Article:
More on trade or re-sign Ribeiro
Dave Nichols has a new post up on DistrictSportsPage.com explaining why the Caps should re-sign Mike Ribeiro and it’s a good read in the ongoing debate about what the team should do with their second line center.
A long-term deal for Ribeiro (which I look at as anything greater than three years in this case) still concerns me, with the number of years being a bigger issue than whether the cap hit is $5.5 or $6 million, for example. As I said in my post on selling high on Ribeiro, having him until he’s at least 37 as another highly paid player on the team is a risk I’m not sure I’d take, when there could be other options available:
Chances are Ribeiro won’t continue to put up the numbers he is right now for many more years. He’s posted 1.10 points per game this season through Tuesday’s loss in Pittsburgh, while averaging 0.77 per game since joining the NHL in 1999. Only once before has Ribeiro averaged over a point per game for an entire season, back in 2007-08 with the Dallas Stars, and he’s likely to face a decline in production over the coming years now that he’s reached his mid-thirties.
There is the outside chance that Ribeiro could prove his career averages wrong and continue to produce at his current level for a couple or few more years. But the Caps might also be able to get solid production from a less expensive veteran or a slightly younger player in that role, without having to take on the larger risk of a long-term deal, while also freeing up a million or so in cap space to spend on other needs.
NHL.com writer Corey Masisak summed up this sentiment well in a tweet yesterday:
When I suggest the team sell high on Ribeiro at the deadline, it’s not to just walk blindly into next season with no idea of who the second line center will be. As I wrote in my post the other day, if the Caps choose to deal Ribeiro—an idea that gets less appealing with every game they win and the playoffs remaining in the picture—they should have a plan to replace him this summer with another qualified second line center from outside the organization.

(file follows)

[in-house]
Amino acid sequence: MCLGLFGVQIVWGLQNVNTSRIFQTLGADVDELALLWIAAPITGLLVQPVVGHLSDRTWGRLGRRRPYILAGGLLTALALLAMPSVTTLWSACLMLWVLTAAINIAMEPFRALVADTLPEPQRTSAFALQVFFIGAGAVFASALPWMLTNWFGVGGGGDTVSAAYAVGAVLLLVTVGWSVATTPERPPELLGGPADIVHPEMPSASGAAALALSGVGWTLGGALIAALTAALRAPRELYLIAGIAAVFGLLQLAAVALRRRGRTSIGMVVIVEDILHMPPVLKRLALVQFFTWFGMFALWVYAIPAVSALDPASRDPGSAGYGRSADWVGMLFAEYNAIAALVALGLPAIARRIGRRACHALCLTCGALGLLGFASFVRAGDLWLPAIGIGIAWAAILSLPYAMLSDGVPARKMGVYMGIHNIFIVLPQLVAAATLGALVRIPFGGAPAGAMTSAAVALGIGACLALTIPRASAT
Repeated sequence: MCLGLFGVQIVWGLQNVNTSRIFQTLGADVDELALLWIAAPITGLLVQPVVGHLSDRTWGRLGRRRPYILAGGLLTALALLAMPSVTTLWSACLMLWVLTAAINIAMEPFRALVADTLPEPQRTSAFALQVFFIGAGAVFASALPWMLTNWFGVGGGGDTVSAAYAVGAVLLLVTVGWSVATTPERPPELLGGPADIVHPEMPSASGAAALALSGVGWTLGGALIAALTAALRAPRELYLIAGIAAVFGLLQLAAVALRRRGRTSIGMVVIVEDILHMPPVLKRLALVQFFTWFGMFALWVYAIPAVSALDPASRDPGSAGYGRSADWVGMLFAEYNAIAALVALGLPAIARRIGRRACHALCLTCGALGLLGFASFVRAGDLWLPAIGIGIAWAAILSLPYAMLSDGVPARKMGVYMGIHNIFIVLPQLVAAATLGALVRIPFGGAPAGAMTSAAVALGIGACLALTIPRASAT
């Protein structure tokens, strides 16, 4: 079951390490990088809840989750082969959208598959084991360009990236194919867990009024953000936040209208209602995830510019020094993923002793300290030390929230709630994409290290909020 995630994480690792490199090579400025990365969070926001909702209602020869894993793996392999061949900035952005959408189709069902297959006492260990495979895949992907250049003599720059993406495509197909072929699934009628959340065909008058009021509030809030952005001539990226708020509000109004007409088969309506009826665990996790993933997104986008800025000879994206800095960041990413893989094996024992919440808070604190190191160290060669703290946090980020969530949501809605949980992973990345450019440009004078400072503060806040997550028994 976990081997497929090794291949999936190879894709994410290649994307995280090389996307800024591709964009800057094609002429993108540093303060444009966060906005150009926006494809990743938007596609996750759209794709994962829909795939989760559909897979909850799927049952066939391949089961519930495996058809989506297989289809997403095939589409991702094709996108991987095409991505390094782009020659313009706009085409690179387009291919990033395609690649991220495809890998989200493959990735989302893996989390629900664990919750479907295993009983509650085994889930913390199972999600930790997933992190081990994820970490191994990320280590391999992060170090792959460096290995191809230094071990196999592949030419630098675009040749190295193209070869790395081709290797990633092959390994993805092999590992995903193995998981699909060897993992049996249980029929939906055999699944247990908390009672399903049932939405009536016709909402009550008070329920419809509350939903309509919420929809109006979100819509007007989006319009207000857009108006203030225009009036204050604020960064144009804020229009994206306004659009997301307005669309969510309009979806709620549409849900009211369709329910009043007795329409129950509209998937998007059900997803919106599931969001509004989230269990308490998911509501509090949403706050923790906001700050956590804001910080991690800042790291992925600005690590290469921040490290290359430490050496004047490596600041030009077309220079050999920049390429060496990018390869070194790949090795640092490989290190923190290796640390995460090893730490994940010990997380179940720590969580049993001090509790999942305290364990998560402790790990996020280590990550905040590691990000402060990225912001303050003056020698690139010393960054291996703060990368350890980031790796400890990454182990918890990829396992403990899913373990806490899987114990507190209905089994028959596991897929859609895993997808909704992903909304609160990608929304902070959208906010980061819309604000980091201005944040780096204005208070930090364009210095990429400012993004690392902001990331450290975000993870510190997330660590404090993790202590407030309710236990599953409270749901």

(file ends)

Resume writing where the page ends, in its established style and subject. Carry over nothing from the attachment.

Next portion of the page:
On the other side of this, before I could fully embrace the idea of signing Ribeiro long-term at whatever it takes to keep him, I’d need for someone to convince me that it’s unlikely the Caps can find another quality second line center in the summer trade market like they did when they acquired Ribeiro.
I’d like to hear a former GM comment on how tough or not tough it would be for #Caps to trade for another 2C this summer, if Ribeiro’s gone.
— Mike Holden (@mikeholden) March 24, 2013
Here’s another way to look at this whole situation though:
If Ribeiro’s production declines by the third or fourth year of a new deal with the Caps and his numbers no longer justify the cap hit at some point, it could be viewed as part of the price the team paid for the more productive seasons they might get from him. Granted this season is still one in which Ribeiro’s putting up more points per game than he ever has before, save for one year in Dallas, so he may never match this again…or maybe he will. But if Ribeiro does follow the path of many players at the ages he’ll soon hit, the Caps could just hope to get the most from him in the earlier years and then write off the latter ones as part of the cost of the biggest seasons that he has, which hopefully help to bring the team more playoff success.
Here’s a good analogy that someone used when discussing this with me on Twitter:
@mikeholden I get that, but a new car loses value as soon as you drive it off the lot…but boy does it drive nicely.
— nogoodtrying (@nogoodtrying138) March 23, 2013
My next thought though is, do you keep that expensive car at the risk it loses some power a few years from now? Or do you trade it in by April 3 if there’s a lucrative offer on the table and then replace the car with a less expensive two-year lease this summer (i.e. a guy toward the end of a deal like Ribeiro was when the Caps acquired him) or a younger but established option that might have more big years left to help justify a long-term deal?
If the Caps keep winning though and are in the playoff hunt at the trade deadline, a huge piece of this all goes away. So the easy solution is for them to just win the Cup this season, with Ribeiro earning the Conn Smyth. Simple, right? Then George McPhee can just figure the rest out this summer.
- The issue in the Caps’ top six forwards (brookslaichyear.com)
- A look at next season’s Washington Capitals defense and Jeff Schultz (brookslaichyear.com)
- The case for trading Mike Ribeiro (brookslaichyear.com)
Posted on March 24, 2013, in NHL, Washington Capitals and tagged Caps, George McPhee, Mike Ribeiro, National Hockey League, NHL, nhl trade deadline, Washington Capitals. Bookmark the permalink. 1 Comment.